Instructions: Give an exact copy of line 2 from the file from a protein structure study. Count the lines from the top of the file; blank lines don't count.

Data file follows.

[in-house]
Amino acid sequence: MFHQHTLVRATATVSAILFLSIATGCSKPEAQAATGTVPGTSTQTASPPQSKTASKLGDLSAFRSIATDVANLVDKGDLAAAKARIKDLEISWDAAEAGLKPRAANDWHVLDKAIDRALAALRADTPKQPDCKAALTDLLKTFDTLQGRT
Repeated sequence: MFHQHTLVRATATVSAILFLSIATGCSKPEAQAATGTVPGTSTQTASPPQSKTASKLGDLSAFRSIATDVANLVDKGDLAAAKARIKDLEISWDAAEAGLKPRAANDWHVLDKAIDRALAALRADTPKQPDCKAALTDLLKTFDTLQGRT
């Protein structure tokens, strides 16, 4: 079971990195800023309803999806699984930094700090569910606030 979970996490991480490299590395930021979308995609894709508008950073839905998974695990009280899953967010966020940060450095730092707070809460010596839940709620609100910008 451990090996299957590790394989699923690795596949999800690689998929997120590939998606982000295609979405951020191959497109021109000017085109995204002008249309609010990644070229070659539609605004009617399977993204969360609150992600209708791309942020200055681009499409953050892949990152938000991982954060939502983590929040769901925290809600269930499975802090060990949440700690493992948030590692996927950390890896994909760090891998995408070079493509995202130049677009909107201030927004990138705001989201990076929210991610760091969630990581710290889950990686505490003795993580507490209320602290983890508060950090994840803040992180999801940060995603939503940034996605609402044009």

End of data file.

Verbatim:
Amino acid sequence: MFHQHTLVRATATVSAILFLSIATGCSKPEAQAATGTVPGTSTQTASPPQSKTASKLGDLSAFRSIATDVANLVDKGDLAAAKARIKDLEISWDAAEAGLKPRAANDWHVLDKAIDRALAALRADTPKQPDCKAALTDLLKTFDTLQGRT